Chris Nelson of Bon Secour Fisheries said the ASMC allows Alabama to coordinate with other Gulf seafood marketing groups and expand promotion efforts. It also gives processors an opportunity to expand their range of products sold.

“For Bon Secour Fisheries, if we’re already going to a market with oysters, we want to look for opportunities to put shrimp with the order and ship it on the same truck,” Nelson said. “For instance, we’ve sold Bon Secour oysters and Point aux Pines oysters to Whole Foods. If we sell them shrimp, that helps the Alabama seafood industry in general.”

While the Organized Seafood Association of Alabama had some success with its “Wild Alabama Shrimp” and “Wild Alabama Seafood” marketing, Nelson said the organization didn’t have the funds to expand its efforts.

“Organized Seafood has done some good work with the limited funds over the last eight years, but we felt we needed a group that had funding to do more,” Nelson said. “I believe we have created a brand with Eat Alabama Seafood.

“I think our challenges are now on the supply side by getting production up as much as we can. Overall, oyster production is at all-time low, especially on the public reefs. Certain sizes of shrimp are in short supply. The cost of crab meat has gone very high. It hasn’t been a good production year. It seems to be a confluence of natural cycles that are coming together at a bad time. People don’t realize that the domestic production accounts for only between 10 and 15 percent of the shrimp supply. The remaining supply comes from overseas. Right now there is a shortage of shrimp overseas. That’s good from a price standpoint, but we need to take this opportunity to boost our production.”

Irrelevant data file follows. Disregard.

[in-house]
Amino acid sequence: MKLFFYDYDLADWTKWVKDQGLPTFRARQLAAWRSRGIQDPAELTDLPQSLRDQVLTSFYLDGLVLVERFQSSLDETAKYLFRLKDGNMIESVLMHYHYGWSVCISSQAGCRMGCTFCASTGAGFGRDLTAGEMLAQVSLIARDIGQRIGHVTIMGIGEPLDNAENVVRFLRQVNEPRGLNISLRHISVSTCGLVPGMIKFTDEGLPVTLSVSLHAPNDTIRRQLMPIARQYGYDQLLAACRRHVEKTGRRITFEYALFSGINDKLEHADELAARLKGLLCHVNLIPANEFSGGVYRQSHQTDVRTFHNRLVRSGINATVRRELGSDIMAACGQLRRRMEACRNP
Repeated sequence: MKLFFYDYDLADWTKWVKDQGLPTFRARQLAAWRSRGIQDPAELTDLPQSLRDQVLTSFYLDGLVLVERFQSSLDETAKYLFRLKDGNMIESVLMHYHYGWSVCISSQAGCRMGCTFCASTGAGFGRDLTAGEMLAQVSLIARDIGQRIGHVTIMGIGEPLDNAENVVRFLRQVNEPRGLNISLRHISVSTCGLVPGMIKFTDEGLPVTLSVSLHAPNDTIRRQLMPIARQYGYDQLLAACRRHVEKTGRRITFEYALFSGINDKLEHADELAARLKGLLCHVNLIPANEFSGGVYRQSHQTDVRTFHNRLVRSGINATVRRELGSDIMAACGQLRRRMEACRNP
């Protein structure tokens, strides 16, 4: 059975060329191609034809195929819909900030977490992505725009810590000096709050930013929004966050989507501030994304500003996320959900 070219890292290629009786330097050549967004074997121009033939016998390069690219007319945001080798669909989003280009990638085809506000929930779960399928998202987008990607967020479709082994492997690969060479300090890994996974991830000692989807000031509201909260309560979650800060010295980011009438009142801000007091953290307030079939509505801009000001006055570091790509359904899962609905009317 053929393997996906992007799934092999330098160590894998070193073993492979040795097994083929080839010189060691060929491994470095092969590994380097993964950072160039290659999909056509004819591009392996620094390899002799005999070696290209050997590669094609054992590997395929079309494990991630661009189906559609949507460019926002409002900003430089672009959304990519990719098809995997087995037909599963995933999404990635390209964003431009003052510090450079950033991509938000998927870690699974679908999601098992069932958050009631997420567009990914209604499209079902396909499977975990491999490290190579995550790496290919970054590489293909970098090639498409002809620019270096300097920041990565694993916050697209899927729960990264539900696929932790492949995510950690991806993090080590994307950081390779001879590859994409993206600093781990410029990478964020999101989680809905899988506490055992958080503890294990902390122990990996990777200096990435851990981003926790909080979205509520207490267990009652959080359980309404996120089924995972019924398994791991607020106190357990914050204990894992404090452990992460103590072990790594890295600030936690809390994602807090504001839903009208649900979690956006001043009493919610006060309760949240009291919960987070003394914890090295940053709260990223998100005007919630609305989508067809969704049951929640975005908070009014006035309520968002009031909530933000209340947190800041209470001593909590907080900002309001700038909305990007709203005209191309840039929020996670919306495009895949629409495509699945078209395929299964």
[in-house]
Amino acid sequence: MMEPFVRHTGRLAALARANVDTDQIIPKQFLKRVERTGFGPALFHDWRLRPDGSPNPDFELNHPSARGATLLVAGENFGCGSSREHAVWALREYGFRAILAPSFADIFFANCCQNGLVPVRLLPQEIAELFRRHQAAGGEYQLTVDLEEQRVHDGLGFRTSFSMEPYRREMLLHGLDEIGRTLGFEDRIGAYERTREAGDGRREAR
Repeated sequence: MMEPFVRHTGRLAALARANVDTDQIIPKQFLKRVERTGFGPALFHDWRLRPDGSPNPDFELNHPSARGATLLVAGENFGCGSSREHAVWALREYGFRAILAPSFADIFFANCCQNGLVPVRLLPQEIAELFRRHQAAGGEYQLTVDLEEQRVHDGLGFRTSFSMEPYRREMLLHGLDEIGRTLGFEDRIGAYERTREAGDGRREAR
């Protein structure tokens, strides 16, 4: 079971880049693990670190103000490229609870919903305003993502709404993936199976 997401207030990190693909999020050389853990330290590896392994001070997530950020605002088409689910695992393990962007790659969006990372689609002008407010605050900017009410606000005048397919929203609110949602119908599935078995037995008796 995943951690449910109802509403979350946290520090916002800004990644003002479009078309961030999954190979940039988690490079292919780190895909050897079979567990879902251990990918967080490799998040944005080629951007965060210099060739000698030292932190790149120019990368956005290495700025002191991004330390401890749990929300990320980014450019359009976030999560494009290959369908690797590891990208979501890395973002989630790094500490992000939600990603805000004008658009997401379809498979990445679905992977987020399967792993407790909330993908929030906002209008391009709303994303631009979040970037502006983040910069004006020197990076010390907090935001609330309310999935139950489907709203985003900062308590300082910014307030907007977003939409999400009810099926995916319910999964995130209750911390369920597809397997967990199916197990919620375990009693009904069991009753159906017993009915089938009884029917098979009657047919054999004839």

PHOTO: (By David Rainer) Shrimper Doug Plash shows off the large white shrimp that come from Alabama’s coast. The Alabama Seafood Marketing Commission is spreading the word about Alabama great seafood, which also includes blue crab and a variety of fish species.